Rush Hour Nightmare
A couple of years ago it was the huge blackout that took out most of the northeastern U.S., a couple of weeks ago it was the steam pipe explosion in midtown Manhattan that knocked out subway service, and today it was just a little rain that had us on our feet instead of riding through that hole in the ground.
Throw in the three-day transit union strike around Christmas 2005, and the whole idea of walking to work with 8 million of my closest friends in extreme weather is becoming more and more the norm.
This morning, with just about every major subway line in Manhattan flooded, we were on our feet again, trudging through the unbearable humidity while several obnoxious New Yorkers shared with me their choice words for the MTA.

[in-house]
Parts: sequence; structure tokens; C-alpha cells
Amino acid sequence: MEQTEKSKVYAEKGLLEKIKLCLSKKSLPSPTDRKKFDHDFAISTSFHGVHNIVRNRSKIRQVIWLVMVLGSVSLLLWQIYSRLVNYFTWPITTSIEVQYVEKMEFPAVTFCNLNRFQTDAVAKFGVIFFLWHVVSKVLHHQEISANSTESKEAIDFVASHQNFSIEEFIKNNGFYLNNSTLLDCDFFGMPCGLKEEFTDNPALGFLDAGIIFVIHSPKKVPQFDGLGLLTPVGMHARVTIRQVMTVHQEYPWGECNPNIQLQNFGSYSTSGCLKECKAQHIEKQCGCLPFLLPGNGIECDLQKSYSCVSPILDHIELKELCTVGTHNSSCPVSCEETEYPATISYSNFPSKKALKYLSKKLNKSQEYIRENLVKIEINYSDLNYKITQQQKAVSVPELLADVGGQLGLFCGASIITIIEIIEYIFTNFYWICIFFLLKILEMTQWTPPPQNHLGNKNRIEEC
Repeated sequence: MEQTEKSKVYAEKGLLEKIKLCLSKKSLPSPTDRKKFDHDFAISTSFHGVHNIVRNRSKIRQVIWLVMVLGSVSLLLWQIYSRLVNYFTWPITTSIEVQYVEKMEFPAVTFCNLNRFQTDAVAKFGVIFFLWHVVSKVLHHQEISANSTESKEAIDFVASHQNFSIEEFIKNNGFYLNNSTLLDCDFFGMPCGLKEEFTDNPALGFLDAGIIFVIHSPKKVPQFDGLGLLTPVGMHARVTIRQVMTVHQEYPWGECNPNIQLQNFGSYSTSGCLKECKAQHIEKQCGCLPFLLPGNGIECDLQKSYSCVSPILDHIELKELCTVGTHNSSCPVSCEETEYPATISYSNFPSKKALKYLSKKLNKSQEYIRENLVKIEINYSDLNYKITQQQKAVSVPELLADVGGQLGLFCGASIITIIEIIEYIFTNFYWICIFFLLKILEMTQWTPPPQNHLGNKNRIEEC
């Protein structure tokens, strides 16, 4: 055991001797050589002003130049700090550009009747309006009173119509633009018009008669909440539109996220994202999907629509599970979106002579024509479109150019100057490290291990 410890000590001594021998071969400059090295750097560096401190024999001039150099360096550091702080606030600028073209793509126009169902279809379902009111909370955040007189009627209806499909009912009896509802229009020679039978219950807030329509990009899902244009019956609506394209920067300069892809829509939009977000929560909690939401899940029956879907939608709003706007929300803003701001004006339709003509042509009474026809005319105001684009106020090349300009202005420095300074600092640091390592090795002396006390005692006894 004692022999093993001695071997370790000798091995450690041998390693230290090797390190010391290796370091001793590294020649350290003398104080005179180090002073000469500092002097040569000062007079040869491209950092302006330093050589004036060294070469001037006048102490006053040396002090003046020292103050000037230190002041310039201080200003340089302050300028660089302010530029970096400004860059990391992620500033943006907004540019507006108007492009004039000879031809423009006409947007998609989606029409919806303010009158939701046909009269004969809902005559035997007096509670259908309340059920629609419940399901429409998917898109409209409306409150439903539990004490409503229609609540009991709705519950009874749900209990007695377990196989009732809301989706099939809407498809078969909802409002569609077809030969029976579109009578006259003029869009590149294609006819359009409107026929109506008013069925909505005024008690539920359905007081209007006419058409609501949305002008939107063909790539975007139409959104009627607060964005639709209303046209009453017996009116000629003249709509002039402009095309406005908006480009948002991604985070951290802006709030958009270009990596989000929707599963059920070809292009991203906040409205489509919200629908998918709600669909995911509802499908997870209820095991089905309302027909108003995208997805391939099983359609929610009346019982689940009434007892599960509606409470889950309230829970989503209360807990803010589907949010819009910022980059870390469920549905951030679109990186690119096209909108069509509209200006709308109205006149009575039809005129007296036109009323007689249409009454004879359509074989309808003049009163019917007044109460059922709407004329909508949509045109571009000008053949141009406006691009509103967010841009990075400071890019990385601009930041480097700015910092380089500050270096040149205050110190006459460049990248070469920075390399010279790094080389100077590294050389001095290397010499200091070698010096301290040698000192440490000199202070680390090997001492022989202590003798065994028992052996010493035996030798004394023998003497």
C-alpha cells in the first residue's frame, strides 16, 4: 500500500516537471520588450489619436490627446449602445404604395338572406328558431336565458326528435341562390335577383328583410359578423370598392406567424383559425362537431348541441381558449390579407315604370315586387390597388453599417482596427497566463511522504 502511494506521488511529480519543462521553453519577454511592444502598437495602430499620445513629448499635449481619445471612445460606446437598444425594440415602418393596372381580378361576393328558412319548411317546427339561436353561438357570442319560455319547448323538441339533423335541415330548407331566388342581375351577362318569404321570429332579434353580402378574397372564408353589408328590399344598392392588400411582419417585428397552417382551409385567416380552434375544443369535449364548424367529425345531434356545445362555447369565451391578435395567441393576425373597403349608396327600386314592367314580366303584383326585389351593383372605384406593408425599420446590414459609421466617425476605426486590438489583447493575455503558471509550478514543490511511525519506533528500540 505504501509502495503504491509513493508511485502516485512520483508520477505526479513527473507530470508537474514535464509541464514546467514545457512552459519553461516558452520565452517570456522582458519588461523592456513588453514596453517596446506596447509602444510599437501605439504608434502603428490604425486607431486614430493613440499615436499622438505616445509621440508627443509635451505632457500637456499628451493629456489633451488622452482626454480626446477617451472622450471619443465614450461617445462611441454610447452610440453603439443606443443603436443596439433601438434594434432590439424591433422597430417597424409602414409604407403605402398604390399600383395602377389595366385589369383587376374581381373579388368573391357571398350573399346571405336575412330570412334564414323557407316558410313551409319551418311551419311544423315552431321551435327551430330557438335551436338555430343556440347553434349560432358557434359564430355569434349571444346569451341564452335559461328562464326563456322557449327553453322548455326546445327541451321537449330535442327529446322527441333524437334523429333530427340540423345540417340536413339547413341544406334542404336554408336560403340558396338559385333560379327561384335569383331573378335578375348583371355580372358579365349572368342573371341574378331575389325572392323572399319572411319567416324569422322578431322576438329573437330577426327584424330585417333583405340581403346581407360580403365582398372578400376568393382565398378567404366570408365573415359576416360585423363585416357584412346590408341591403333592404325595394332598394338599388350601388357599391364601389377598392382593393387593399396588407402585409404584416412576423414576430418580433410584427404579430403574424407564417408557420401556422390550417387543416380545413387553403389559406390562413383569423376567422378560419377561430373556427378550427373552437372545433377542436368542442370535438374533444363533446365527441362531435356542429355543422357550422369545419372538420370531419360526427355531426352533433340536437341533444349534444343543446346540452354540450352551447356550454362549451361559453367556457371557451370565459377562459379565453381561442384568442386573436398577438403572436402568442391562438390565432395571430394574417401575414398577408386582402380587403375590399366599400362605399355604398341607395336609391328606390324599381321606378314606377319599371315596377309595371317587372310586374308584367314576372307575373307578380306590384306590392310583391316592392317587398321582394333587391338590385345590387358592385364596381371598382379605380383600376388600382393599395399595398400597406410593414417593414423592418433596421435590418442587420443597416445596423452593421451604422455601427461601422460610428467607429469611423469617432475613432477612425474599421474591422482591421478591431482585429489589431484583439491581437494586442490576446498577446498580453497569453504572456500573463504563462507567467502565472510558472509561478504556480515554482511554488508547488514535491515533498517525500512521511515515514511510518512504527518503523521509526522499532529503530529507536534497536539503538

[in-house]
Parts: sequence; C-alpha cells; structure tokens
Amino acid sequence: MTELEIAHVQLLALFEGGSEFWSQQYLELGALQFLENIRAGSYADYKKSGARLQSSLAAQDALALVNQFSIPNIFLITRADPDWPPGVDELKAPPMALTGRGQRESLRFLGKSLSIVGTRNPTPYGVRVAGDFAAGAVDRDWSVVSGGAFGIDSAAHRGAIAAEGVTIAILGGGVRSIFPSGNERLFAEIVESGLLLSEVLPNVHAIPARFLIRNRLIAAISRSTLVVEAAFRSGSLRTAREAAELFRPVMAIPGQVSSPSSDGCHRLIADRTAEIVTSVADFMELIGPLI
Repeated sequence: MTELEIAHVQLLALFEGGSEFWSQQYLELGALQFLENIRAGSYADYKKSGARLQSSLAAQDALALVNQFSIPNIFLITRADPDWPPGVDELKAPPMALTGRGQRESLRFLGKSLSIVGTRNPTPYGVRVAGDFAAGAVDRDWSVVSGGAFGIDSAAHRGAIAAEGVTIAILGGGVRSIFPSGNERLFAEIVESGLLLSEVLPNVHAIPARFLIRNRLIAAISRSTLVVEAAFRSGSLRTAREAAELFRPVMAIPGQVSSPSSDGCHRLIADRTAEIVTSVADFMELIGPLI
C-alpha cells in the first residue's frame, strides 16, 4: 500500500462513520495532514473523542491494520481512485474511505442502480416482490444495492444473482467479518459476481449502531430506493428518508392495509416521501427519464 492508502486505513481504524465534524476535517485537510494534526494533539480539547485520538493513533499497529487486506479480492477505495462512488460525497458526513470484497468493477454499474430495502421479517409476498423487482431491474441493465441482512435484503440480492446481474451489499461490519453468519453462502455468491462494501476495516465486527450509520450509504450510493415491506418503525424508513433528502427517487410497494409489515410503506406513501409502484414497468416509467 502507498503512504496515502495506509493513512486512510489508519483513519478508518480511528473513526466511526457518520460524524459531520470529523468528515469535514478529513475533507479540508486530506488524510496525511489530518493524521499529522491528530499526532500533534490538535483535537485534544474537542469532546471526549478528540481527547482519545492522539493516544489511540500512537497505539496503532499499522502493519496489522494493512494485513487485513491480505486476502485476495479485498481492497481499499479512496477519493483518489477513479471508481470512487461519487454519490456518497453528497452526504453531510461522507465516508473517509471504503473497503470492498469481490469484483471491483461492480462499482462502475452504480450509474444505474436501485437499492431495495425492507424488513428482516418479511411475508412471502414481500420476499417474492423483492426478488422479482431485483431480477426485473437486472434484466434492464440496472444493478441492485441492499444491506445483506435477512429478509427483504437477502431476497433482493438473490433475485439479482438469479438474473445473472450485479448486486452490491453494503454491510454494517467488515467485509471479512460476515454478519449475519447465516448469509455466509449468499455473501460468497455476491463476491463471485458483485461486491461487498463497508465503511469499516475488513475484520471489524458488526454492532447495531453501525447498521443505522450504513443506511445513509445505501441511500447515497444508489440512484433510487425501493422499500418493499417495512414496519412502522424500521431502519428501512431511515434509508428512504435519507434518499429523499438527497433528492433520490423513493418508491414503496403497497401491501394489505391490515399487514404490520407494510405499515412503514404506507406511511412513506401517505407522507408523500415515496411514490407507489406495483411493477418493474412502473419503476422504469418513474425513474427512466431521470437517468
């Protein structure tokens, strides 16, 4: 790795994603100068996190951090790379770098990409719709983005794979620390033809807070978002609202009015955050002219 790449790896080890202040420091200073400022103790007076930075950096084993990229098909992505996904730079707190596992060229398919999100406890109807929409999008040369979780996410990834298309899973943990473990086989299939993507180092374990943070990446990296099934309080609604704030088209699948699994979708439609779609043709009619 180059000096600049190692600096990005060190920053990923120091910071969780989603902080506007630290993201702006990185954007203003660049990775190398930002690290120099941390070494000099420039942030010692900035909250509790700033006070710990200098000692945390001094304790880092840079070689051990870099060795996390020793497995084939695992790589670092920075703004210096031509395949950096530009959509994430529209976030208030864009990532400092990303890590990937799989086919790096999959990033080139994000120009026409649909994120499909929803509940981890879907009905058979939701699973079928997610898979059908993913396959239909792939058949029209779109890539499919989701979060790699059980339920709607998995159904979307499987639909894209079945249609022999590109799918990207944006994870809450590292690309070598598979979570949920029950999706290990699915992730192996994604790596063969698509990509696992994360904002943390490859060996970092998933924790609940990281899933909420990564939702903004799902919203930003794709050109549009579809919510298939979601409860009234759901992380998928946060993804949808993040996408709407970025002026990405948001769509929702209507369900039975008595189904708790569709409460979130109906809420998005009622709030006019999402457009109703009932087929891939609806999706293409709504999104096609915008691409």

"F%#$ [email protected]*& three dollars B*&% [email protected]#," said one of my new friends.
At one point, at a busy intersection, men with construction vests stepped into the street and momentarily restricted anyone from crossing while they allowed a truck to back up near a manhole for what appeared to be the start of some sort of construction project.
What type of truck was it, you ask? A Verizon FiOS truck.
— Raymond McConville, Reporter, Light Reading